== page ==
On 3 March 2020, Mir Shakil received a notice from NAB to appear on 5 March 2020, owing to a complaint verification process pertaining to the exemption of 54 kanal land in Johar Town, Lahore. This transaction was one between private parties so it is beyond mind-boggling to try to understand how NAB’s jurisdiction or authority could even be invoked in this case. Further, there is no question of misuse of public funds or corruption because the transaction was a purchase of private property between two private parties. Moreover, the transaction took place over 30 years ago.
During this complaint verification process, Mir Shakil consistently requested that NAB provide him a specific questionnaire so he could submit a comprehensive reply to all questions asked of him. However, no such questionnaire was ever submitted after which Mir Shakil practically pleaded to be granted permission to note down NAB’s questions. On 10 March 2020, Mir Shakil received another call in the same matter, i.e. complaint verification. Resultantly, he prepared an interim reply to questions due to non-availability of all relevant documents.
How the arrest took place is another farce, exposing this entire exercise even further. When Mir Shakil went to NAB on 12 March, the officials there took him to a NAB police station within the same premises and informed him that he was under arrest without completing the investigation. He was kept in custody on physical remand for almost forty-eight days. He was then sent on judicial remand on 28 April, after NAB reported that his physical custody was no longer required for investigation.
During this time, the personal tragedies endured by Mir Shakil are another painful tale to narrate. While facing these trumped up and baseless charges, his brother and sister both passed away. Mir Shakil’s mother is ninety-four years old and has lost two children, while her only remaining son has been in unlawful detention for over five months now. Her own health has suffered greatly as a result.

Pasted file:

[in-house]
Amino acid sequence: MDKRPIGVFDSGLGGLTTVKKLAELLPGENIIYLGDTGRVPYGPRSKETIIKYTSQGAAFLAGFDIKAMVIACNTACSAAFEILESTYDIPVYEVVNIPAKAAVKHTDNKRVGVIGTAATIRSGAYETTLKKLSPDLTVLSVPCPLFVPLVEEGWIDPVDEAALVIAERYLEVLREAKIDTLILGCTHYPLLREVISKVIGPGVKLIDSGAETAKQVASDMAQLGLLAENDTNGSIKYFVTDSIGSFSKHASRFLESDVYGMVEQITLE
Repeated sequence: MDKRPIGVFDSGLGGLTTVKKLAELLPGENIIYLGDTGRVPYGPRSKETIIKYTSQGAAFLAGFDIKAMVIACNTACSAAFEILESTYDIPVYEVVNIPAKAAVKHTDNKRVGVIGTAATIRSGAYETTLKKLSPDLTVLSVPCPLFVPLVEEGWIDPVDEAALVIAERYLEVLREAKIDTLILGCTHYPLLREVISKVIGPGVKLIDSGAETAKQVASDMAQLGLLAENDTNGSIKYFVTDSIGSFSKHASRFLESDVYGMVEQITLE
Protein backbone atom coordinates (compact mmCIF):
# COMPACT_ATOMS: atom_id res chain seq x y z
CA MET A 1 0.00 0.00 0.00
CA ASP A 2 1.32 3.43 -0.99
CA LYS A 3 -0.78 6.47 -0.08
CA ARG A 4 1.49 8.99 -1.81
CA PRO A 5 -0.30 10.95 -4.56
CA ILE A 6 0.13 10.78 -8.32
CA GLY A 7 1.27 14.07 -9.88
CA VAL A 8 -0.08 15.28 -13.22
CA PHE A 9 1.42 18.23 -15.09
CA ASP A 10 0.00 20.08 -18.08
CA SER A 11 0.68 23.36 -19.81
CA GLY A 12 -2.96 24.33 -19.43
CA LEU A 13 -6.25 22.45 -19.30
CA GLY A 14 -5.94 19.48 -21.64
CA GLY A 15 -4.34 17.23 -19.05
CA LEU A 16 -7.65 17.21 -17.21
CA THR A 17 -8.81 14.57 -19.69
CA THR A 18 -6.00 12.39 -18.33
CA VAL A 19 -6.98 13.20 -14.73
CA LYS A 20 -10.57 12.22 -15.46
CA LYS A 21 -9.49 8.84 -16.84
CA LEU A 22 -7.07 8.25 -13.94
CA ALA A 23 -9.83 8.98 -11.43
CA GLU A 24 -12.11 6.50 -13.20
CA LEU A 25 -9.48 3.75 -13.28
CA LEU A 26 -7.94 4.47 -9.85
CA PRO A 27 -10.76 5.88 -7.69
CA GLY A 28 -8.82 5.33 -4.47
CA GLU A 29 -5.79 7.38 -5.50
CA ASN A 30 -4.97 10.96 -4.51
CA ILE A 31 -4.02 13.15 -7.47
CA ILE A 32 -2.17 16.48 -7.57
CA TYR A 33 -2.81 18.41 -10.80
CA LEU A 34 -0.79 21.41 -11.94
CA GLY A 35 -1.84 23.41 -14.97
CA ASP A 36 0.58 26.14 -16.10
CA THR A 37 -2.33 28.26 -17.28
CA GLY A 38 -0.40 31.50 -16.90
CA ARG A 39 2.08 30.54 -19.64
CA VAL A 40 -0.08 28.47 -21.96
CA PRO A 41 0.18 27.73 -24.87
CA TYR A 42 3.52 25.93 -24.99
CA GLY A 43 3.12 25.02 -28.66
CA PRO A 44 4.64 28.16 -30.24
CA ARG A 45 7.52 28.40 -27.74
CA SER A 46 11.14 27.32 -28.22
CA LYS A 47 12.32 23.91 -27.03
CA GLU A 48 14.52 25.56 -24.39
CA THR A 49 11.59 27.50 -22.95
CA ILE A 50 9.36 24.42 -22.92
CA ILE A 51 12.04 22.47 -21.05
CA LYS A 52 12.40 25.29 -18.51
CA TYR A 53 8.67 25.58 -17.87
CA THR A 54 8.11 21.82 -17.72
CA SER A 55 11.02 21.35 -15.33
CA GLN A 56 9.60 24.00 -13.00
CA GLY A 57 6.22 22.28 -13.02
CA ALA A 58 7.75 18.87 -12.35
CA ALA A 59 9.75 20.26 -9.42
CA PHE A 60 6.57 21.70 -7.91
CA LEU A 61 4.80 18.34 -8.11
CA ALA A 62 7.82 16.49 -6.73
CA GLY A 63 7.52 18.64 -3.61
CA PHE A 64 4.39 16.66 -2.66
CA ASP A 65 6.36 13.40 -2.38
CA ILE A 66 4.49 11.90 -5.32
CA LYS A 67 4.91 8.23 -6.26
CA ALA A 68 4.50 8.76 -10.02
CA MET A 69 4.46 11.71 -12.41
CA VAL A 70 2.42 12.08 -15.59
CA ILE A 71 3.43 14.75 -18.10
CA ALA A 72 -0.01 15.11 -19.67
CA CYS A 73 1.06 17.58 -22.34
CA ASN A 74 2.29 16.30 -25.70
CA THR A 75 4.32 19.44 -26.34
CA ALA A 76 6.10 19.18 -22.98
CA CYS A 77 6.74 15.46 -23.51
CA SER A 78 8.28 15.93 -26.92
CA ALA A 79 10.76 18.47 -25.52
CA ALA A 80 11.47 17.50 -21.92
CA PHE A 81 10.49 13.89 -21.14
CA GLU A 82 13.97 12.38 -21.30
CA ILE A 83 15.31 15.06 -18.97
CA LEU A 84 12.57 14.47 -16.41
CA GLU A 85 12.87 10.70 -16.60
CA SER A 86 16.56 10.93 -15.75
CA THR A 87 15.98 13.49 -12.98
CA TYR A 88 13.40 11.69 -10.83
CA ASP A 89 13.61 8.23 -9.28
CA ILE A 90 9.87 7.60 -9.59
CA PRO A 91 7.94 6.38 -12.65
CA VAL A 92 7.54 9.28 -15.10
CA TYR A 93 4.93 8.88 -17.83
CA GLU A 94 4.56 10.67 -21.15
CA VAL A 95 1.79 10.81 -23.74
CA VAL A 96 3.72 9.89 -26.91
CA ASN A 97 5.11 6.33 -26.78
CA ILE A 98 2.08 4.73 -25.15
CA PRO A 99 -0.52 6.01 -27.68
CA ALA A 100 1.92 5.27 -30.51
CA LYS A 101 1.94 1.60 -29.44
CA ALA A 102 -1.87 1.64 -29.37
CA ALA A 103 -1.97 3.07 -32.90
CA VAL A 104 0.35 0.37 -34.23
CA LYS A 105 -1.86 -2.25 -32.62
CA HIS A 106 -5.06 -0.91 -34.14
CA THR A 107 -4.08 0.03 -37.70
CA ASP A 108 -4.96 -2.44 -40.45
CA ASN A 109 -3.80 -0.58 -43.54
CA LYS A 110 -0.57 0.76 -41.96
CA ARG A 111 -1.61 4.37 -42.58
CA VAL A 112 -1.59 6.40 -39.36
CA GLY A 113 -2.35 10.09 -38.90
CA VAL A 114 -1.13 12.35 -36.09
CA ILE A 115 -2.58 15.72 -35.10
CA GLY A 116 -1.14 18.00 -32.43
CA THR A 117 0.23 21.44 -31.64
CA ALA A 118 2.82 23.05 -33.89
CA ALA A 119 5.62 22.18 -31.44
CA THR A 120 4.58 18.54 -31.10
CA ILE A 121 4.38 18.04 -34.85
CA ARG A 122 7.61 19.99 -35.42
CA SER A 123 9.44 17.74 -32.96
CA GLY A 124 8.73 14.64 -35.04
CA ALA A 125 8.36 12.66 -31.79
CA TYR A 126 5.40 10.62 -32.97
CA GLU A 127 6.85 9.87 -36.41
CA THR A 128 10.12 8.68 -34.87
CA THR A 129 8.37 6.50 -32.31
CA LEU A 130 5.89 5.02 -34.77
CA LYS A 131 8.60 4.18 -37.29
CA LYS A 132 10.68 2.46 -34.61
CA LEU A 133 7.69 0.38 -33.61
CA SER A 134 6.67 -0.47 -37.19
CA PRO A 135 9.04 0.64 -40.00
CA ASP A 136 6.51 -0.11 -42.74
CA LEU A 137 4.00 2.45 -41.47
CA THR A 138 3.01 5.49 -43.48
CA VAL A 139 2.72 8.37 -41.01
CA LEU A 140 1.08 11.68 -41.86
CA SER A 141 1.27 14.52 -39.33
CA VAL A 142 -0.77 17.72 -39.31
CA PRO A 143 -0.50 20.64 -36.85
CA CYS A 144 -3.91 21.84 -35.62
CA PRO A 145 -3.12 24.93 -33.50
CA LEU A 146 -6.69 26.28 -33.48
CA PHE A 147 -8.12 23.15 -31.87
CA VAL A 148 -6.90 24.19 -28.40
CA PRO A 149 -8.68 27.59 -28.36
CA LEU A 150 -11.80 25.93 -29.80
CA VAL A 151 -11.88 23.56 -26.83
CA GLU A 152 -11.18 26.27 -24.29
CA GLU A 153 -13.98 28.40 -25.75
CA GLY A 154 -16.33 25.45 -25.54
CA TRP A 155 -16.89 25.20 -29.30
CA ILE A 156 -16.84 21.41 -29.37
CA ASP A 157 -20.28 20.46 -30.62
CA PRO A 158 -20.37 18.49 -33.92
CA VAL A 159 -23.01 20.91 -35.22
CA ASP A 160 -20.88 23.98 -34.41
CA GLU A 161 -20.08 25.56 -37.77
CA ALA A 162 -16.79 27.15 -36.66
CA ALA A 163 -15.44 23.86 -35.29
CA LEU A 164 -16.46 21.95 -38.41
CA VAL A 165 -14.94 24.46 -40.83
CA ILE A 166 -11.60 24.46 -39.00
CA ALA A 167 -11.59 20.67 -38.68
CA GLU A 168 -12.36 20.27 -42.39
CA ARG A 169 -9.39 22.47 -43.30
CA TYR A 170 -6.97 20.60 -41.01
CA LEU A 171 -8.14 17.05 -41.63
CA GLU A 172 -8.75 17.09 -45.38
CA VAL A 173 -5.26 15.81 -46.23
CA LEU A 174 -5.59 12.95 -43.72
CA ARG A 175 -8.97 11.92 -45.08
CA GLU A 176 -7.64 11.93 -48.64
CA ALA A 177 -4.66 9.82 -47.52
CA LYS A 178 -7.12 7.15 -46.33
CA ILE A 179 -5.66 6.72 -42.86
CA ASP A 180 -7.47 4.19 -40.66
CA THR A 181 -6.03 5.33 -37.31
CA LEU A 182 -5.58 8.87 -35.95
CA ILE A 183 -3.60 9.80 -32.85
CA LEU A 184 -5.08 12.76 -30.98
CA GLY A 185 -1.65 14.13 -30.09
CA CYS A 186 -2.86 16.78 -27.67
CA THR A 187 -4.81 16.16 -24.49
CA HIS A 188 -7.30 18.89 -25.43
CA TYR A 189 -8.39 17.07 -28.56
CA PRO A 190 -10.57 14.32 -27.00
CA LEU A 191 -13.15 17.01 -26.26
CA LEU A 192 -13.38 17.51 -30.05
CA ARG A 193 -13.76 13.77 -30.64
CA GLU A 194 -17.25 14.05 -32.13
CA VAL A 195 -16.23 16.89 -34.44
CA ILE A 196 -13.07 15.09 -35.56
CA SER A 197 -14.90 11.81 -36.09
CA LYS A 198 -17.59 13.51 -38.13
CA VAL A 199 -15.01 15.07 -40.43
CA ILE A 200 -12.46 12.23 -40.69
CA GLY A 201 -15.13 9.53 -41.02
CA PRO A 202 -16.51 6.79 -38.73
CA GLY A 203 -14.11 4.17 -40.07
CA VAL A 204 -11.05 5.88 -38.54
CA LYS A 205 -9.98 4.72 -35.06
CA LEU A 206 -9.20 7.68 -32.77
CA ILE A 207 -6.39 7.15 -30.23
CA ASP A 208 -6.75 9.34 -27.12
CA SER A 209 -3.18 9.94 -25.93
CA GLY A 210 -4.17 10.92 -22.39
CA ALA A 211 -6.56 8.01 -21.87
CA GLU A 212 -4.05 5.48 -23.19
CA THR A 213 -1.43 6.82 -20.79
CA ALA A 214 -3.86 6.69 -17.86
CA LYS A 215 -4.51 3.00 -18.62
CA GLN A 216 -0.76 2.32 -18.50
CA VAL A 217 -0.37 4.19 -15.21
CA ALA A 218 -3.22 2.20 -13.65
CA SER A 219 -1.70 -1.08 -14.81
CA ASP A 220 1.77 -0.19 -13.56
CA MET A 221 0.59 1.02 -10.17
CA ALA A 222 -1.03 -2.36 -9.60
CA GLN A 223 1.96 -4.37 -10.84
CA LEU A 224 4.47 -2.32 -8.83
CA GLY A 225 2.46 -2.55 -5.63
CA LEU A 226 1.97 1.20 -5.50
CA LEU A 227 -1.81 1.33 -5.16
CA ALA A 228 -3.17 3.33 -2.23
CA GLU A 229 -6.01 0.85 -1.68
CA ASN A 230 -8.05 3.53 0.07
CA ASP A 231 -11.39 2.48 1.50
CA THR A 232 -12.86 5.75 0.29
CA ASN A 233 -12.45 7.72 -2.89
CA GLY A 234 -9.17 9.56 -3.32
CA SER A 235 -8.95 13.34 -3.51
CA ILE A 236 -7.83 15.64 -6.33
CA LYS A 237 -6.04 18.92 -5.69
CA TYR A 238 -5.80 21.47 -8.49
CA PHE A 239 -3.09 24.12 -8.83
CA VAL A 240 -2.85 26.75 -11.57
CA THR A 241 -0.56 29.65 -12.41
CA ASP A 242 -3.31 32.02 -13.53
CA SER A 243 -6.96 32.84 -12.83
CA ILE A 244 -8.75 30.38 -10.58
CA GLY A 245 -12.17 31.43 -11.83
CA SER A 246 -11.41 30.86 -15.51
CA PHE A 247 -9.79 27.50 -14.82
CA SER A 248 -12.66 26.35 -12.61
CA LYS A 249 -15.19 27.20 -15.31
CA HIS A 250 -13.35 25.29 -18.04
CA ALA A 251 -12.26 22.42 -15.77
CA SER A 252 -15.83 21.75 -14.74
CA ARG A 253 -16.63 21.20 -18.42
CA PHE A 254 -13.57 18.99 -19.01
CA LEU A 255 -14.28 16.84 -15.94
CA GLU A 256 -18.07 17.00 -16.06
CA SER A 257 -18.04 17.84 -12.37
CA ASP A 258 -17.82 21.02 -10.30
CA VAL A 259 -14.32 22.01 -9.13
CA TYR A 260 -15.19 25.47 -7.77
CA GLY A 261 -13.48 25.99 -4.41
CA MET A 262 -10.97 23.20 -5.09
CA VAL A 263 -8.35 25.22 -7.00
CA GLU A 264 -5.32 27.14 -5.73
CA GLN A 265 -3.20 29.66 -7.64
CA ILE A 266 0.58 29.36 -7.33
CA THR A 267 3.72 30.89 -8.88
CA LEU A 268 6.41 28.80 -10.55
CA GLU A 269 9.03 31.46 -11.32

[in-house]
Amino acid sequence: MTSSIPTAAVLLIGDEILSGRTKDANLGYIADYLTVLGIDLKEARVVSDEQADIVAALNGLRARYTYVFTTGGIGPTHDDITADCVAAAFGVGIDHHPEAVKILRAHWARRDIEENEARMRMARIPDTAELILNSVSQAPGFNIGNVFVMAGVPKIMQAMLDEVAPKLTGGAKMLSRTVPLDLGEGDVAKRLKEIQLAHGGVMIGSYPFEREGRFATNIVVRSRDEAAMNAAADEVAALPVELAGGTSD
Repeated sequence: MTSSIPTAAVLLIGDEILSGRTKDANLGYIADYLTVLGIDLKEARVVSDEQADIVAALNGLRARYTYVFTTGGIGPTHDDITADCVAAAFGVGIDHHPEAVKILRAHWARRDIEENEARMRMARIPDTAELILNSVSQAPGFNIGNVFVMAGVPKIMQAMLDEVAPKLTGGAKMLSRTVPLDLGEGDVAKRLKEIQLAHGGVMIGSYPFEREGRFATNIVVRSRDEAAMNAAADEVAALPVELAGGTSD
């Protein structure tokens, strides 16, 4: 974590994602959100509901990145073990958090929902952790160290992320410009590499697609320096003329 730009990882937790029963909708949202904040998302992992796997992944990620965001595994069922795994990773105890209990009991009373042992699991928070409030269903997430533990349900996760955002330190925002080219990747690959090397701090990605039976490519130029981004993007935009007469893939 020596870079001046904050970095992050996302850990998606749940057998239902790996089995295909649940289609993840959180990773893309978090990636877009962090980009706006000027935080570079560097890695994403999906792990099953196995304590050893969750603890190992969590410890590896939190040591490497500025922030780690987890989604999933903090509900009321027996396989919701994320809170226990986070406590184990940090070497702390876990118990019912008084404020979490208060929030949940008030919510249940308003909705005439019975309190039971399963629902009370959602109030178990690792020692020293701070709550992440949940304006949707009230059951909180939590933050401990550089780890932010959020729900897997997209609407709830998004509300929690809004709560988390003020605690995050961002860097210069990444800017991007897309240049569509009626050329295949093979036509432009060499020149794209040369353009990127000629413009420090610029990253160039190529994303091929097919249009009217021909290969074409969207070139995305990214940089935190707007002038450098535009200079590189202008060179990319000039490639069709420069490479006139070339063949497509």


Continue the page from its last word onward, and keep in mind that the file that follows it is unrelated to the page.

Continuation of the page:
Not a shred of evidence against Mir Shakil has been brought forward by NAB and the provisions under which he has been charged are not even applicable to his case. For example, Section 9(a)(xii) of the NAB Ordinance 1999, which is one of the sections under which Mir Shakil has been charged, relates to aiding, abetting and assisting in conspiracy with a person or holder of public office accused of an offense mentioned in sub-clauses (i) to (xi). Section 9(a)(xii) was made an offense through an ordinance dated 23 November 2002, which did not provide for any retrospective application. It is strange then that Mir Shakil has been found involved in the commission of the offense, when the land exemption occurred in the year 1986.
The entire case is absurd and makes a mockery of our legal system. Unfortunately, because the merits of the case have not been in the public domain, the uproar that should be taking place right now is not as severe. Just the very allegation leveled by NAB against Mir Shakil is hugely problematic because it was not the LDA that allotted Mir Shakil any of its land. In fact, the LDA acquired the 180 kanal 18 marla land of seven owners and Mir Shakil was the holder of the power of attorney for those seven owners. The exemption was only 30% of that land and that too was after receiving Rs. 50000 per kanal as development charges and Rs. 60000 per kanal for the excess land.
LDA had paid only Rs. 2088 per kanal as compensation for the 70% of land they kept with them to sell to the public at a rate of their own choice. What all these facts clarify is that financially, this transaction was a loss for Mir Shakil, so there is no question of corruption or misuse of public funds for any sort of unlawful gain.
It is far too brazen an abuse of our legal system to be silently tolerated or periodically condemned. There is no case here and Mir Shakil has already suffered enough at the hands of a vindictive state. Mir Shakil must be immediately released if the state of Pakistan wishes to retain any credibility or legitimacy.
The writer is a lawyer.